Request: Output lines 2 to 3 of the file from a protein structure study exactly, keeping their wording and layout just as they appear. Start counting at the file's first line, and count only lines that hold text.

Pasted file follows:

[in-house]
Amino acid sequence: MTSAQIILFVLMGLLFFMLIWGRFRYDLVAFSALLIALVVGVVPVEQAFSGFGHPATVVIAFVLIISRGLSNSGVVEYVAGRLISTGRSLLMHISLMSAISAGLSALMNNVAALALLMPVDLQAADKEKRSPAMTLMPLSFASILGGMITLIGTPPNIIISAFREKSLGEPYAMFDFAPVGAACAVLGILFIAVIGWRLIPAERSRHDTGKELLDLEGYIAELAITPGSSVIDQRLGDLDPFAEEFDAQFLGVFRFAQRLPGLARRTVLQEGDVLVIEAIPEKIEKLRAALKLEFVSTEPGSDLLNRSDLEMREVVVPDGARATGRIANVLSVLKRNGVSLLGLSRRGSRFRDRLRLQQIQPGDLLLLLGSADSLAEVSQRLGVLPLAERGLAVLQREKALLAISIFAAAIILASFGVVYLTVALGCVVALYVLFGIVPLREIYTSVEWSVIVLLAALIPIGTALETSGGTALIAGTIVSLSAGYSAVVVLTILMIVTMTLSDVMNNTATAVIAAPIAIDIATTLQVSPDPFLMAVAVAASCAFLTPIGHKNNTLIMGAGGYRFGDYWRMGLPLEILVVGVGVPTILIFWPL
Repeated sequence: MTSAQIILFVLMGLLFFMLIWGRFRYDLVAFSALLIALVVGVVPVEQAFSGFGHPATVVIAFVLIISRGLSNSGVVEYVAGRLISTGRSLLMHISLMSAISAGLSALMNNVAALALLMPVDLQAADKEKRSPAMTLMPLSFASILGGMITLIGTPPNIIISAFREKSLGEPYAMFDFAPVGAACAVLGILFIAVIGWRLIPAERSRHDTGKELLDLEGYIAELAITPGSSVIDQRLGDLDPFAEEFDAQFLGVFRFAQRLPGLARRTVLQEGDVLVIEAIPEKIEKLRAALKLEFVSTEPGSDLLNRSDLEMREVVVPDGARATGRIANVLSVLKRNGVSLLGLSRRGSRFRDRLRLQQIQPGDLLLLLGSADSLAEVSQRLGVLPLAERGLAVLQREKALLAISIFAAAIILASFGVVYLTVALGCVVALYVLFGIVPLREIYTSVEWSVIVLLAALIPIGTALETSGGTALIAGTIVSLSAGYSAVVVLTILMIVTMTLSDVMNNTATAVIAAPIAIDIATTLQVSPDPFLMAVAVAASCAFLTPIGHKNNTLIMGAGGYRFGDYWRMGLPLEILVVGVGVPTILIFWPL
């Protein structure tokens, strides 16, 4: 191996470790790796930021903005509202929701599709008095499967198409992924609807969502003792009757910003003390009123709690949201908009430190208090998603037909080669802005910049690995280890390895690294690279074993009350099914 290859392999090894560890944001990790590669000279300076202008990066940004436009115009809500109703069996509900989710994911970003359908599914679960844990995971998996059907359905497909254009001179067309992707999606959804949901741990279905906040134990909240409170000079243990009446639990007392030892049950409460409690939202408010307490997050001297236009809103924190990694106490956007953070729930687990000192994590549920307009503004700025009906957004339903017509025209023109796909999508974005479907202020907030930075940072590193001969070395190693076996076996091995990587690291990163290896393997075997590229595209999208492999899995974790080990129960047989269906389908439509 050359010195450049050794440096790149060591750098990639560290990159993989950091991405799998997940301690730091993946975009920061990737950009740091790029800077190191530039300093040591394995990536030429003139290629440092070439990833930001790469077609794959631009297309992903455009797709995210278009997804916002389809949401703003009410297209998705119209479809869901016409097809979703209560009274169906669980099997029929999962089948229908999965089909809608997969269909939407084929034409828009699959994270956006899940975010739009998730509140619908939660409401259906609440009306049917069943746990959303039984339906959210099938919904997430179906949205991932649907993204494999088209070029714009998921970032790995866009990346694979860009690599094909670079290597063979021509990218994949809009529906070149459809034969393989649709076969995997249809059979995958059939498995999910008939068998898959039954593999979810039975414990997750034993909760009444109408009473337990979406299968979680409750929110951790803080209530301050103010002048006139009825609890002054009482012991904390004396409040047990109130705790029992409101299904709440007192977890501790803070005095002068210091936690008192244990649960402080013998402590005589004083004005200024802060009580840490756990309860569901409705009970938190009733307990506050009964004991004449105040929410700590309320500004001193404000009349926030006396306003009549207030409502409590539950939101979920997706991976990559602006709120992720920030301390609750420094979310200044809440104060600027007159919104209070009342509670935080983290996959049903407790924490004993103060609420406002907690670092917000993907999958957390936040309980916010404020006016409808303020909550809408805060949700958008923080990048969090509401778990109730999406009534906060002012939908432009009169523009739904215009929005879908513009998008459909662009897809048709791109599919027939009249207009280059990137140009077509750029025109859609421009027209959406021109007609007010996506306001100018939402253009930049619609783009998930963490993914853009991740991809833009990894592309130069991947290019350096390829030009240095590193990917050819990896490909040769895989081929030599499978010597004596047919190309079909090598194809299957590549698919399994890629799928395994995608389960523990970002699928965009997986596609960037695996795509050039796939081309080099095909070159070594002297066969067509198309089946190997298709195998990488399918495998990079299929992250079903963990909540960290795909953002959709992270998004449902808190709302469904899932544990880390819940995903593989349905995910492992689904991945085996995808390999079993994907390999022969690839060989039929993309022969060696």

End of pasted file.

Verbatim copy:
Amino acid sequence: MTSAQIILFVLMGLLFFMLIWGRFRYDLVAFSALLIALVVGVVPVEQAFSGFGHPATVVIAFVLIISRGLSNSGVVEYVAGRLISTGRSLLMHISLMSAISAGLSALMNNVAALALLMPVDLQAADKEKRSPAMTLMPLSFASILGGMITLIGTPPNIIISAFREKSLGEPYAMFDFAPVGAACAVLGILFIAVIGWRLIPAERSRHDTGKELLDLEGYIAELAITPGSSVIDQRLGDLDPFAEEFDAQFLGVFRFAQRLPGLARRTVLQEGDVLVIEAIPEKIEKLRAALKLEFVSTEPGSDLLNRSDLEMREVVVPDGARATGRIANVLSVLKRNGVSLLGLSRRGSRFRDRLRLQQIQPGDLLLLLGSADSLAEVSQRLGVLPLAERGLAVLQREKALLAISIFAAAIILASFGVVYLTVALGCVVALYVLFGIVPLREIYTSVEWSVIVLLAALIPIGTALETSGGTALIAGTIVSLSAGYSAVVVLTILMIVTMTLSDVMNNTATAVIAAPIAIDIATTLQVSPDPFLMAVAVAASCAFLTPIGHKNNTLIMGAGGYRFGDYWRMGLPLEILVVGVGVPTILIFWPL
Repeated sequence: MTSAQIILFVLMGLLFFMLIWGRFRYDLVAFSALLIALVVGVVPVEQAFSGFGHPATVVIAFVLIISRGLSNSGVVEYVAGRLISTGRSLLMHISLMSAISAGLSALMNNVAALALLMPVDLQAADKEKRSPAMTLMPLSFASILGGMITLIGTPPNIIISAFREKSLGEPYAMFDFAPVGAACAVLGILFIAVIGWRLIPAERSRHDTGKELLDLEGYIAELAITPGSSVIDQRLGDLDPFAEEFDAQFLGVFRFAQRLPGLARRTVLQEGDVLVIEAIPEKIEKLRAALKLEFVSTEPGSDLLNRSDLEMREVVVPDGARATGRIANVLSVLKRNGVSLLGLSRRGSRFRDRLRLQQIQPGDLLLLLGSADSLAEVSQRLGVLPLAERGLAVLQREKALLAISIFAAAIILASFGVVYLTVALGCVVALYVLFGIVPLREIYTSVEWSVIVLLAALIPIGTALETSGGTALIAGTIVSLSAGYSAVVVLTILMIVTMTLSDVMNNTATAVIAAPIAIDIATTLQVSPDPFLMAVAVAASCAFLTPIGHKNNTLIMGAGGYRFGDYWRMGLPLEILVVGVGVPTILIFWPL